Apples in a Dish

Ripe red and green apples fill a large bowl, its brilliant blue color and white edges serving as the focus of the composition. While most of the fruit is fresh and ready to eat, the apple in the foreground shows unmistakable signs of decay, a detail uncharacteristic of the artist. This was the last painting by Renoir acquired by the Clarks, just four years before they opened their museum in Williamstown.


The artist, sold to Durand-Ruel, 9 Sept. 1885, as Nature morte pommes; [Durand-Ruel, Paris, 1885–1926, sold to Coburn, 30 Mar. 1926]; Annie Swan Coburn, Chicago (1926–d. 1932, bequeathed to the Fogg); Fogg Art Museum, Cambridge, Mass. (1934–51, sold to Levy, 11 Apr. 1951); [John Levy Galleries, New York, in 1951, sold to Knoedler]; [Knoedler, New York, sold to Clark, 19 May 1951]; Robert Sterling Clark (1951–55); Sterling and Francine Clark Art Institute, 1955.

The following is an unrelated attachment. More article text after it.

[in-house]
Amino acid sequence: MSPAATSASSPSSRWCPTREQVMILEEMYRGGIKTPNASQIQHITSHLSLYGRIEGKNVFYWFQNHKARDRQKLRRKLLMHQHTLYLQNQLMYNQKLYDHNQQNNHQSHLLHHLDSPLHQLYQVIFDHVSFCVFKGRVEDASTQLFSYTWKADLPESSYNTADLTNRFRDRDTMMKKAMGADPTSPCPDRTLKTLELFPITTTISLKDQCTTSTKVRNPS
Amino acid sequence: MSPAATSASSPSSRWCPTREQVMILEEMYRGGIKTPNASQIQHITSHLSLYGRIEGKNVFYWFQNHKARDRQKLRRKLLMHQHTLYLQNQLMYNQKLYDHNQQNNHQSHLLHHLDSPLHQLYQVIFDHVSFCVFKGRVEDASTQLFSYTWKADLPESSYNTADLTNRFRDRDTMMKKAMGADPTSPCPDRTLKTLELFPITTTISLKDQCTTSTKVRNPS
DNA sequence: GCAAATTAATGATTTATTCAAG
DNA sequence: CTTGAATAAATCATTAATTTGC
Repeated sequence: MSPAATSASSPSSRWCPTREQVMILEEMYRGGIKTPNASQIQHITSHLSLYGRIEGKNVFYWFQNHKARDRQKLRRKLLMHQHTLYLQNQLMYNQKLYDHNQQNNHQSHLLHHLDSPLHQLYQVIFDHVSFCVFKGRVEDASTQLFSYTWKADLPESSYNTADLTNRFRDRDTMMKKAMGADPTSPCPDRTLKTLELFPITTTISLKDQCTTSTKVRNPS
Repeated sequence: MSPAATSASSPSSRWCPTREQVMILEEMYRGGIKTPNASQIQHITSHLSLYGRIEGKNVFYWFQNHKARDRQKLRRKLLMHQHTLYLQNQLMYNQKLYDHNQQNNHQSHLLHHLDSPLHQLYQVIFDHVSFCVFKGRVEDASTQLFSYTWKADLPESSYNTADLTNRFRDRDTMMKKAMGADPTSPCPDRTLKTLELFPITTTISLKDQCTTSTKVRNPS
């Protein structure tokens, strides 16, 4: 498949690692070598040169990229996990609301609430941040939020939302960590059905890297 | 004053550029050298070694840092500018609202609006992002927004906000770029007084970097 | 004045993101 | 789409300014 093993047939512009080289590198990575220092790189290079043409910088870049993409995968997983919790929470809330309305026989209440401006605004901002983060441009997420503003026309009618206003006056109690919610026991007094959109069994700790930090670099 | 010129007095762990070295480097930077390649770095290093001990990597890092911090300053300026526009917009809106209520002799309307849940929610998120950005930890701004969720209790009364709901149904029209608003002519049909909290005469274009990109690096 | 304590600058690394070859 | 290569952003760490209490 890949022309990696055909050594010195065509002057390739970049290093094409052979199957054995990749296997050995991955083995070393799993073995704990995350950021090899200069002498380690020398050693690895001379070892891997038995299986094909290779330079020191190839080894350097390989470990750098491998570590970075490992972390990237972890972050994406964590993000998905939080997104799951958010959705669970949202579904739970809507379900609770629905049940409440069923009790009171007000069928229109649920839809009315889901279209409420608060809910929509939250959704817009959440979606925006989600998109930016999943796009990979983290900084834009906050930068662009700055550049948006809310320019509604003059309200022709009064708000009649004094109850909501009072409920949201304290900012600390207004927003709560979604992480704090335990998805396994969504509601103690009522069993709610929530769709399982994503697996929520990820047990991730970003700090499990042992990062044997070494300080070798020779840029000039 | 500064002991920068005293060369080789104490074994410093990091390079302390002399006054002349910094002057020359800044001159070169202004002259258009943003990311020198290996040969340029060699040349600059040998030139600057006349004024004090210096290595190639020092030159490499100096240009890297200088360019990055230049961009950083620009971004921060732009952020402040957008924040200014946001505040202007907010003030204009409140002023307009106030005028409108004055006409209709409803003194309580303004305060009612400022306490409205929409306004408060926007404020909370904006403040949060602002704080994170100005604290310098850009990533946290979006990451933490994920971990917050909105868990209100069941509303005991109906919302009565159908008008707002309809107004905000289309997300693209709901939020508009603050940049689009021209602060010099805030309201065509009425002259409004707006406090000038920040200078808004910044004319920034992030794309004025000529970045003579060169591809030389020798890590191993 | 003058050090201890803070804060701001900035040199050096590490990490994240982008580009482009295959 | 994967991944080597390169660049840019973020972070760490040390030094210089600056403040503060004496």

Pierre-Auguste Renoir

French, 1841–1919

Apples in a Dish


Oil on canvas

21 5/16 x 25 11/16 in. (54.1 x 65.3 cm) Frame: 32 5/8 x 36 3/4 in. (82.9 x 93.3 cm)

Acquired by Sterling and Francine Clark, 1951